The Corner

Charlie Hebdo

The revolting terrorist assault on Charlie Hebdo today is designed to intimidate for the future as much as to ‘punish’ for the past.

And I suspect that it has, to some degree, been encouraged by opinion in Europe that has gone along with the idea that, when it comes to Islam,  certain things must not be written, said or shown.

Here’s part of something I posted on the Corner in 2007. It concerned the earlier decision by the editor of Charlie Hebdo to republish the Danish Mohammed cartoons . He was quoted (in part) by the Wall Street Journal as follows:

I invited my colleagues from the daily and weekly press to republish the Danish cartoons, too. Most of them published some of them; only L’Express did in full. Before publication, I was pressured not to go ahead and summoned to the Hôtel Matignon to see the prime minister’s chief of staff; I refused to go. The next day, summary proceedings were initiated by the Grand Mosque of Paris and the Union of Islamic Organizations of France to stop this issue of Charlie Hebdo from hitting newsstands. The government encouraged them, but their suit was dismissed.”

As I noted at the time, “The government encouraged them.” 

And in a piece the previous year, I wrote this:

Jacques Chirac was quick to condemn the republication of the Danish cartoons in Charlie Hebdo, an iconoclastic French weekly, as an “overt provocation“, but was able to leave the dirty work to others. The French Council of Muslims, a body set up with official support, is reported to be organizing the prosecution of poor Charlie, quite for what remains unclear, but doubtless the Council’s lawyers will be able to find something useful in France’s laws against “hate speech” or any number of other offenses dreamt up by the enforcers of multiculturalism.

Responsibility (moral and legal) for today’s murders lies unequivocally with the criminals who butchered the innocent, but it’s hard not to think that they went about their killings knowing that intimidation has been shown to work.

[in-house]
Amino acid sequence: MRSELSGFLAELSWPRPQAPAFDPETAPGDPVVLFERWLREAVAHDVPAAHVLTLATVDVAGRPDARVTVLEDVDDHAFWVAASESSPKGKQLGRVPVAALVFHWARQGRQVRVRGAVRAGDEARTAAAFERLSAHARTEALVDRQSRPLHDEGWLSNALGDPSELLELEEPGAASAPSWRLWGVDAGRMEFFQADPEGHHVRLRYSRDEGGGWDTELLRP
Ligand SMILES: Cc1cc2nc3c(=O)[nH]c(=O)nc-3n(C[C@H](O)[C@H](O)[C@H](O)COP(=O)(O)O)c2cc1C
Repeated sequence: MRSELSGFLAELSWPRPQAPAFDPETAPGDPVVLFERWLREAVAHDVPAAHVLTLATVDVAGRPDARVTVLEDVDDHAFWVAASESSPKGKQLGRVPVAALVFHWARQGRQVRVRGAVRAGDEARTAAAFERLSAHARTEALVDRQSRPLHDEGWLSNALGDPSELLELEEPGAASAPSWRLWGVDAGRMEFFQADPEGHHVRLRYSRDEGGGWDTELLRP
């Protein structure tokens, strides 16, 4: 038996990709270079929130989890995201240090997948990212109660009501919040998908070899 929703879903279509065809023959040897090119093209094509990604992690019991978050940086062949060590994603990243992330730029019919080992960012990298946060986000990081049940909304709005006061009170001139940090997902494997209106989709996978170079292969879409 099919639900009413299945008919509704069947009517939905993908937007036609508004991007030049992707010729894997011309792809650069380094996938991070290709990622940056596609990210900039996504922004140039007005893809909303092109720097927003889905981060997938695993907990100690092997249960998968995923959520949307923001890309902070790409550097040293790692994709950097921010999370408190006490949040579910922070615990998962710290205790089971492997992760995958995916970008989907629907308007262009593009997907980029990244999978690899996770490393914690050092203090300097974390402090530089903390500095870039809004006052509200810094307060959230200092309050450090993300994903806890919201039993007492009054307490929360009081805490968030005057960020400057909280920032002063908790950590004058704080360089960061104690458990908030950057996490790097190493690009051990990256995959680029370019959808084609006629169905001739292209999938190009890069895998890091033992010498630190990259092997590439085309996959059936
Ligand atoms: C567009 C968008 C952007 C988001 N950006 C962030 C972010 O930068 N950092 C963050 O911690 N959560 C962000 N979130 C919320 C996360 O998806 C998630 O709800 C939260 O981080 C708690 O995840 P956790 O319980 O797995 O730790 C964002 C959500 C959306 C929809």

I concluded that piece, which mainly concerned the reaction elsewhere in Europe to the stance taken by the Danes, as follows:

Denmark, and its tradition of free speech, has been left to twist in the wind, trashed, abused, and betrayed. An article published in Jyllands-Posten (yes, them again) on Friday revealed clear frustration over the way that the country is being treated. It’s in Danish only, but one phrase (“Ytringsfrihed er ytringsfrihed er ytringsfrihed. Der er intet men.”) stands out, and it deserves to be translated and repeated again, and again, and again: “Free speech is free speech is free speech. There is no but.”

If only.

And to the victims today, slaughtered for the ‘crime’ of free expression, RIP.

This is a terrible day. 

Most Popular

Politics & Policy

Fox News Anchor Shepard Smith Resigns

Fox News Channel's chief anchor, Shepard Smith, announced on air Friday that he would be resigning from his post after 23 years with the network. “This is my last newscast here,” said Smith. “Recently, I asked the company to allow me to leave Fox News. After requesting that I stay, they obliged.” He ... Read More
NR Webathon

Don’t Let Michael Mann Succeed

I  enjoyed the running joke of Jarndyce v. Jarndyce in the great Dickens novel Bleak House, back when I first read it. Little did I know that one day I and the magazine that I love would effectively be caught up in a version of that interminable case, courtesy of a litigious climate scientist with zero regard ... Read More
White House

What Is Impeachment For?

W hat is impeachment for? Seems like a simple question. Constitutionally speaking, it also appears to have a simple answer: to cite and remove from power a president guilty of wrongdoing. Aye, there’s the rub. What sort of wrongdoing warrants removal from power? I’d wager that the flames of ... Read More
Elections

Beto Proposes to Oppress Church with State

Beto O’Rourke’s presidential campaign is within the margin of error of non-existence, but in his failure he has found a purpose: expressing the Democratic id. His latest bid for left-wing love came at a CNN forum on gay rights, where he said that churches that oppose same-sex marriage should have to pay ... Read More